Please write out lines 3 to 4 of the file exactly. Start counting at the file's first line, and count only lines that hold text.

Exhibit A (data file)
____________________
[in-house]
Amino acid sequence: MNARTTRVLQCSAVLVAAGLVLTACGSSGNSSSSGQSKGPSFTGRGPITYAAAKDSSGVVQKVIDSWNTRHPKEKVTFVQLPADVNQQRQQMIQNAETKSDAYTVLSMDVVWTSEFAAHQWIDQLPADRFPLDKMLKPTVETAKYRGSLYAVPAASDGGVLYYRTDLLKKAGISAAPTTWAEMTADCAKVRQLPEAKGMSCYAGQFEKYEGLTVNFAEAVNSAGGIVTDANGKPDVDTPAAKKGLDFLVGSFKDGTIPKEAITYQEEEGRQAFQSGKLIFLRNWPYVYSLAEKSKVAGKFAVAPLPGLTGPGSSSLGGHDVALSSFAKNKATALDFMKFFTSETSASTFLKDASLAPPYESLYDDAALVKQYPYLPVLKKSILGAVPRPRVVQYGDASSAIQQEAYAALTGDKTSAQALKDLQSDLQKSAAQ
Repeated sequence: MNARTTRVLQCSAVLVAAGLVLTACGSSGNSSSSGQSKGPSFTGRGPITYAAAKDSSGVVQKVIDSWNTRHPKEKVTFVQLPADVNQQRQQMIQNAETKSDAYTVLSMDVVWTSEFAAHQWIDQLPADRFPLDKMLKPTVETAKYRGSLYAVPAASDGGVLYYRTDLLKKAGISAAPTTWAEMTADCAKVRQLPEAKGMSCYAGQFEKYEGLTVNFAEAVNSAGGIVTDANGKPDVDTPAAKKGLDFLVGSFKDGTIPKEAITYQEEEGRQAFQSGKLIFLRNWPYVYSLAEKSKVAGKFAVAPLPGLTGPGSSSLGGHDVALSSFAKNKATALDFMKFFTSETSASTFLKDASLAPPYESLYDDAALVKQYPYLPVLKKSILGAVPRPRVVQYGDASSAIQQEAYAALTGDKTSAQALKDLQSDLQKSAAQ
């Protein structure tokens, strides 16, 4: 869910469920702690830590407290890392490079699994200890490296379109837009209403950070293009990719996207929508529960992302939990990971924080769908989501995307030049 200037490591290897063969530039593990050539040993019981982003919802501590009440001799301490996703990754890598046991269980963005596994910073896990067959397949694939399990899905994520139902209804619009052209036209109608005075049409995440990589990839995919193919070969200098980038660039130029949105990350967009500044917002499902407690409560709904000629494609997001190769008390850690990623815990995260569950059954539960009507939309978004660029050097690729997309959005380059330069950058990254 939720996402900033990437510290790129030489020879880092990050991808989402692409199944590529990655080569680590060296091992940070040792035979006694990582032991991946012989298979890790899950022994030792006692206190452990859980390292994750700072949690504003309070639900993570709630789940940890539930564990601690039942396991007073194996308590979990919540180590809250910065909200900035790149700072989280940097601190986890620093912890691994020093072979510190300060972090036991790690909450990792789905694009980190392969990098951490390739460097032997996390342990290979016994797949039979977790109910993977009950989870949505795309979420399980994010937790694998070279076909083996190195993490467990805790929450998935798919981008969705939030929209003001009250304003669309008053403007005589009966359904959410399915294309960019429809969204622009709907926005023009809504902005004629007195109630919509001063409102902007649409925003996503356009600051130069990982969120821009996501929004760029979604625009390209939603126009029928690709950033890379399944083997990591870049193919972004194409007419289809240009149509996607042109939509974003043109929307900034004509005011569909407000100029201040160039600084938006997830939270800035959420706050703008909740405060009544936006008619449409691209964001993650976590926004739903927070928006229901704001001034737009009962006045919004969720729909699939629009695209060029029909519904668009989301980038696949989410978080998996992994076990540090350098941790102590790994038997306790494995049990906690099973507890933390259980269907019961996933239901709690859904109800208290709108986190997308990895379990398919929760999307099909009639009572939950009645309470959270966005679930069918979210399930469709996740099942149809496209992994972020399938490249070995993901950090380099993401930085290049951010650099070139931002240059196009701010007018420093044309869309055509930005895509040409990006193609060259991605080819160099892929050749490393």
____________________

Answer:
Repeated sequence: MNARTTRVLQCSAVLVAAGLVLTACGSSGNSSSSGQSKGPSFTGRGPITYAAAKDSSGVVQKVIDSWNTRHPKEKVTFVQLPADVNQQRQQMIQNAETKSDAYTVLSMDVVWTSEFAAHQWIDQLPADRFPLDKMLKPTVETAKYRGSLYAVPAASDGGVLYYRTDLLKKAGISAAPTTWAEMTADCAKVRQLPEAKGMSCYAGQFEKYEGLTVNFAEAVNSAGGIVTDANGKPDVDTPAAKKGLDFLVGSFKDGTIPKEAITYQEEEGRQAFQSGKLIFLRNWPYVYSLAEKSKVAGKFAVAPLPGLTGPGSSSLGGHDVALSSFAKNKATALDFMKFFTSETSASTFLKDASLAPPYESLYDDAALVKQYPYLPVLKKSILGAVPRPRVVQYGDASSAIQQEAYAALTGDKTSAQALKDLQSDLQKSAAQ
């Protein structure tokens, strides 16, 4: 869910469920702690830590407290890392490079699994200890490296379109837009209403950070293009990719996207929508529960992302939990990971924080769908989501995307030049 200037490591290897063969530039593990050539040993019981982003919802501590009440001799301490996703990754890598046991269980963005596994910073896990067959397949694939399990899905994520139902209804619009052209036209109608005075049409995440990589990839995919193919070969200098980038660039130029949105990350967009500044917002499902407690409560709904000629494609997001190769008390850690990623815990995260569950059954539960009507939309978004660029050097690729997309959005380059330069950058990254 939720996402900033990437510290790129030489020879880092990050991808989402692409199944590529990655080569680590060296091992940070040792035979006694990582032991991946012989298979890790899950022994030792006692206190452990859980390292994750700072949690504003309070639900993570709630789940940890539930564990601690039942396991007073194996308590979990919540180590809250910065909200900035790149700072989280940097601190986890620093912890691994020093072979510190300060972090036991790690909450990792789905694009980190392969990098951490390739460097032997996390342990290979016994797949039979977790109910993977009950989870949505795309979420399980994010937790694998070279076909083996190195993490467990805790929450998935798919981008969705939030929209003001009250304003669309008053403007005589009966359904959410399915294309960019429809969204622009709907926005023009809504902005004629007195109630919509001063409102902007649409925003996503356009600051130069990982969120821009996501929004760029979604625009390209939603126009029928690709950033890379399944083997990591870049193919972004194409007419289809240009149509996607042109939509974003043109929307900034004509005011569909407000100029201040160039600084938006997830939270800035959420706050703008909740405060009544936006008619449409691209964001993650976590926004739903927070928006229901704001001034737009009962006045919004969720729909699939629009695209060029029909519904668009989301980038696949989410978080998996992994076990540090350098941790102590790994038997306790494995049990906690099973507890933390259980269907019961996933239901709690859904109800208290709108986190997308990895379990398919929760999307099909009639009572939950009645309470959270966005679930069918979210399930469709996740099942149809496209992994972020399938490249070995993901950090380099993401930085290049951010650099070139931002240059196009701010007018420093044309869309055509930005895509040409990006193609060259991605080819160099892929050749490393």